決済リスクに関する懸念は昔から存在し、そのためにCLS(Continuous Linked Settlement)決済が作られた。これはFedによって規制される多数当事者が参加する決済システムで、毎日数千億ドルの資金が決済されている。決済リスクとは、ある銀行が支払いを行ったのに別の銀行が支払いを行ったのに、決済に時間差があるため見返りがもらえない可能性があるリスクだ。このリスクは信用リスクよりも高いと考えられている。中央決済モデルは1990年代に作られたが、需要が乏しく破棄された。為替を新たな中央決済機関で決済することは集中化のリスクを生み、それが新たなシステミックリスクになると懸念する人もる。為替市場の規模が大きいことが原因だ。
Currency derivatives caught in US clearing net
20 November 2009
By Jennifer Hughes
If it didn't break, why fix it?
That is the question being asked by foreign exchange bankers after Barney Frank, chairman of the House Financial Services committee, announced currency derivatives would not, after all, get an exemption from proposed
Mr Frank's move came as policymakers are debating the detail of legislative proposals designed to increase transparency and reduce risk in the vast over-the-counter derivatives market. While the proposals are not final, the U-turn on his previous stance has stunned the FX market.
Bankers have been lobbying hard to steer lawmakers away from forcing currency swaps and forwards on to clearing platforms. They fear it will introduce new systemic risk into the financial system and impose heavy costs on companies that trade internationally. Some fear it could drive currency trading offshore.
At the heart of the unease is the fact that currencies are a vital artery in the global financial system in a way that no other market can lay claim to. The $3,200bn-a-day FX market, which trades across borders and around the clock, is essentially the global payments system.
The purpose of trading includes investment bets and speculation, but also encompasses everyday cross-border business transactions from acquisitions to selling products and covering overseas payrolls.
Swaps and forward contracts dwarf the spot market (which is not covered by the proposals) and are used daily by companies and investors to protect themselves in the period between agreeing a deal and delivering the payment.
"Even if we closed down all the speculation, there still needs to be transactions for corporates, institutional investors and individuals just to do their daily tasks," said one senior UK-based FX banker.
There is a further resentment: the FX market did not actually seize up during the financial crisis. "We've created a system that works. Why are you doing this?", asked another senior dealer.
But a group of regulators and lawmakers has argued there should be no exceptions to the plans to clear all derivative trades, for fear that bankers will exploit any loophole by creating new instruments to protect their lucrative trading franchises.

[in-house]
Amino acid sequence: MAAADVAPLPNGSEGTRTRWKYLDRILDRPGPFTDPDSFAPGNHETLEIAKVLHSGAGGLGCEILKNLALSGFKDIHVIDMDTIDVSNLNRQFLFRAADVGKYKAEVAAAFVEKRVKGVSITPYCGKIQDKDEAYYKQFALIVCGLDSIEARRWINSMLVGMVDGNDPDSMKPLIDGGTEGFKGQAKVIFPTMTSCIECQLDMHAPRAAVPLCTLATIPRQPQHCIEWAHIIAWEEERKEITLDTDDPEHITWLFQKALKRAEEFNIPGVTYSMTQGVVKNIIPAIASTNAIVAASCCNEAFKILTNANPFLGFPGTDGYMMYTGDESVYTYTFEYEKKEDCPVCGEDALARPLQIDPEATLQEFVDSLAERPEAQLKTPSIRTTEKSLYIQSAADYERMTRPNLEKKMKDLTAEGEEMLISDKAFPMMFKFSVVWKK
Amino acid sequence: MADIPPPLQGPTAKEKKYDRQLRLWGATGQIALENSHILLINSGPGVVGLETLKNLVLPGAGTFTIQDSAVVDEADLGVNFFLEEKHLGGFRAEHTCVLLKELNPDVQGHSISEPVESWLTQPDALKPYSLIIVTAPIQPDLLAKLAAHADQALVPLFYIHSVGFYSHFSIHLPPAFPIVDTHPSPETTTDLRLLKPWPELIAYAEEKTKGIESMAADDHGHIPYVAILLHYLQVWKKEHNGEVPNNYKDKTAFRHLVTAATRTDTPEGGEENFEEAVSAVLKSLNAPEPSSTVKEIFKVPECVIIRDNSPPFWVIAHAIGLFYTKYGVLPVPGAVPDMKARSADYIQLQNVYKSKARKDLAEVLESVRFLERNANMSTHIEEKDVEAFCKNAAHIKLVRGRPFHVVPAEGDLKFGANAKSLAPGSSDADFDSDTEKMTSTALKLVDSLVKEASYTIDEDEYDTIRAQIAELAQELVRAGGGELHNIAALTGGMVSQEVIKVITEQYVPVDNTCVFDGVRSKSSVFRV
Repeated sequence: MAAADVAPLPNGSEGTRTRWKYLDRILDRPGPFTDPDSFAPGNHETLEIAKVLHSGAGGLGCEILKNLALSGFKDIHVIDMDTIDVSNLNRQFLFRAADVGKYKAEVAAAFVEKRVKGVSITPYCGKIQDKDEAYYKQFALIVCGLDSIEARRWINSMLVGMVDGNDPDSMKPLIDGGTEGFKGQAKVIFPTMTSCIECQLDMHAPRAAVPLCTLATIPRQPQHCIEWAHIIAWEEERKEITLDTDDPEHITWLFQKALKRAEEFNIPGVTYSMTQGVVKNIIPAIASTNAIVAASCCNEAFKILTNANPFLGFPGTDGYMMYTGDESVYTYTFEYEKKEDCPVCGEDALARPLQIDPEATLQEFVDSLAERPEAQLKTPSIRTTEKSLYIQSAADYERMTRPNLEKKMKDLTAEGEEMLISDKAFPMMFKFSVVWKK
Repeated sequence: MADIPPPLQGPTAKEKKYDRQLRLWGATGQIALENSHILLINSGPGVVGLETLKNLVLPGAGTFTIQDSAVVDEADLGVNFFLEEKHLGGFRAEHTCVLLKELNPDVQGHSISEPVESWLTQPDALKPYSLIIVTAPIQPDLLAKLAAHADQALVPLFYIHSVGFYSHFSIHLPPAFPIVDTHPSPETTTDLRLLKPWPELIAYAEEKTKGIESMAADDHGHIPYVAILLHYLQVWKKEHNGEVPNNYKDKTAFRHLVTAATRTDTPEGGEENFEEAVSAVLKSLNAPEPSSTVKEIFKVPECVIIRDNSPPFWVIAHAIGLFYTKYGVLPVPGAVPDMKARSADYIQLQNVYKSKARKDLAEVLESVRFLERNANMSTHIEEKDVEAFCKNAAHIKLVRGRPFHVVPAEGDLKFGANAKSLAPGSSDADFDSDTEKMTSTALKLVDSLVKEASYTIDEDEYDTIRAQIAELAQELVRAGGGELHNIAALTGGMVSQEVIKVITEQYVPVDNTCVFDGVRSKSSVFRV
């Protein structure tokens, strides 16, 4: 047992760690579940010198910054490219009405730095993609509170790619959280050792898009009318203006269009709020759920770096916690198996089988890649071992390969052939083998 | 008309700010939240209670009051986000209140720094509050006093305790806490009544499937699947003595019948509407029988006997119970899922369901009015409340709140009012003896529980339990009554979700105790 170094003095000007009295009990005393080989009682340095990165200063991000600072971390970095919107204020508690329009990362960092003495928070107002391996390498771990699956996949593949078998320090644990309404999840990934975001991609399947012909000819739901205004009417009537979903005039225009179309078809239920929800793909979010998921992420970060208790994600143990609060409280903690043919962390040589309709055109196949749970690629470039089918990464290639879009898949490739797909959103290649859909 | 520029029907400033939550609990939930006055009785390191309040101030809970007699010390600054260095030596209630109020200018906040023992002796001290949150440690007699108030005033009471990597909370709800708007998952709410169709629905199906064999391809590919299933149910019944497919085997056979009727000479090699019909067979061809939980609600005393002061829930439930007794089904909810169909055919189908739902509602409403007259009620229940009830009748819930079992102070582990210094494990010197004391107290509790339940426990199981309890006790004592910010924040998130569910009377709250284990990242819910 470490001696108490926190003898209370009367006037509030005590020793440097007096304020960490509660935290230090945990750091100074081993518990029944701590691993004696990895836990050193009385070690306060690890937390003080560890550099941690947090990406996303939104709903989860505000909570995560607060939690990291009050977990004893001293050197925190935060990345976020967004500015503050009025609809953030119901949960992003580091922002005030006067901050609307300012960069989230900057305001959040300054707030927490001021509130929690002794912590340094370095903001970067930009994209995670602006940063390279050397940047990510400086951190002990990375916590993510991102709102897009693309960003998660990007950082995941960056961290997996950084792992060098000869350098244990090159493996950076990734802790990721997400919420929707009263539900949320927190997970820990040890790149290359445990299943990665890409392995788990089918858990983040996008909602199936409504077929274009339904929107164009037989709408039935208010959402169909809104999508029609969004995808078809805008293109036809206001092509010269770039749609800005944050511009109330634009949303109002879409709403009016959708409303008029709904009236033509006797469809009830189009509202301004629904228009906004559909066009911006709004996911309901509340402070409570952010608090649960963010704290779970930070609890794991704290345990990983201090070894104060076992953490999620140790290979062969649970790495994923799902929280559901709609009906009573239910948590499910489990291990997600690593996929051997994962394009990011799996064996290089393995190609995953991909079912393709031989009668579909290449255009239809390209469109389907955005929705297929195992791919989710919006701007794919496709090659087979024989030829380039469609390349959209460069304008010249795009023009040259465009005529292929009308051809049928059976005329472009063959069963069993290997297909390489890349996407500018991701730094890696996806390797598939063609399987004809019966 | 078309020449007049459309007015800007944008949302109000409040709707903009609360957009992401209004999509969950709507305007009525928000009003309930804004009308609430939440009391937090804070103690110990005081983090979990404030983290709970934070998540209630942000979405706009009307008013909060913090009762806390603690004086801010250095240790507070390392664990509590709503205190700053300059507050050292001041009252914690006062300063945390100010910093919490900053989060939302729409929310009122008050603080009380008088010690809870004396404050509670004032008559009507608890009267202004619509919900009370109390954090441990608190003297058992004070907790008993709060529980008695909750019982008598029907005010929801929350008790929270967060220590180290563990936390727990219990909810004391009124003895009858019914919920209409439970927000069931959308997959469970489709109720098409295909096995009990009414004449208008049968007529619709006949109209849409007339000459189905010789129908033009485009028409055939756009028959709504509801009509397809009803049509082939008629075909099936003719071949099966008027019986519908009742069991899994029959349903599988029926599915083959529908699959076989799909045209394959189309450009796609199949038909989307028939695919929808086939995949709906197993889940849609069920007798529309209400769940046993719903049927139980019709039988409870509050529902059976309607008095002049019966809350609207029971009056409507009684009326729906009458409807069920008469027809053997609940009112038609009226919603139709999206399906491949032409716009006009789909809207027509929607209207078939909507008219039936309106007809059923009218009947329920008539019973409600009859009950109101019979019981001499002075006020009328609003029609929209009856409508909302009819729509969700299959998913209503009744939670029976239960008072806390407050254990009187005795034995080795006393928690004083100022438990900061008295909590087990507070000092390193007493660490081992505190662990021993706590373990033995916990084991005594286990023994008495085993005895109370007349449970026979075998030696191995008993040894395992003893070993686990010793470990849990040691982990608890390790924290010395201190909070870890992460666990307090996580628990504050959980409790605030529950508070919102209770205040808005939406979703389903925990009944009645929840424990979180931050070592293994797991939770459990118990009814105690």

Its cross-border nature means most changes have come about through a network of industry-led committees convened by various central banks, led by the Bank of England and the Federal Reserve Bank of
It was persistent pressure from the central banks that led the industry to create Continuous Linked Settlement, the multilateral system regulated by the Federal Reserve, through which banks settle hundreds of billions worth of transactions each day.
Settlement risk - the danger one bank pays out but does not get the goods in return - is particularly acute in the FX industry because of the likelihood that the trade is settled in two different time zones, exposing the counterparties to extra risk
This danger is considered far bigger than the credit risk that a clearer would cover because the vast majority of swaps and forwards are short-term in nature, lasting usually less than a month (see charts).
In fact, the market developed a central clearing model in the 1990s, but abandoned it because of a lack of demand. Instead, it focused on developing CLS.
Bankers have also warned that clearing in FX could create new concentration dangers which they fear could create fresh systemic risk, given the size and significance of the FX market. The market is already concentrated among a handful of top international banks.
If all participants - from banks to companies - dealt directly with a clearing house, clearers would be taking on potentially enormous financial risk because of the sheer size of the market. If a hub-and-spoke system was introduced - where banks' clients dealt with the clearer though the bank - the risk would be still concentrated in the clearer and a group of very large banks, meaning little had changed.
This is not a point that clearers accept at all. Roger Liddell, chief executive of LCH.Clearnet, said: "It's just not true. There are two issues. One of them - is it really that concentrated? And the other - is the risk that horrendous that we should be frightened of it? Concentrating all the risk in one place actually takes a huge amount of risk out of the system because each of the participants in the market would have a single counterparty for all of their interbank trading."
Barbara Matthews, managing director of BCM International Regulatory Analytics, believes there is a general issue to be considered about concentrating so many markets on to clearing platforms. She warned that policymakers must be aware that clearing houses could create new "choke points" in the system - not unlike the risk created now by any large bank - which must be considered carefully. "Its perfectly natural in a time of uncertainty to look towards some kind of central arrangement," she said. "But I'm hearing people say it eliminates risk and that's not true - it just transforms it. If the idea is that risk will be gone, then some people are in for a nasty surprise."
One currency market participant was more blunt: "If a clearer in FX goes bang, it could bring down the entire market."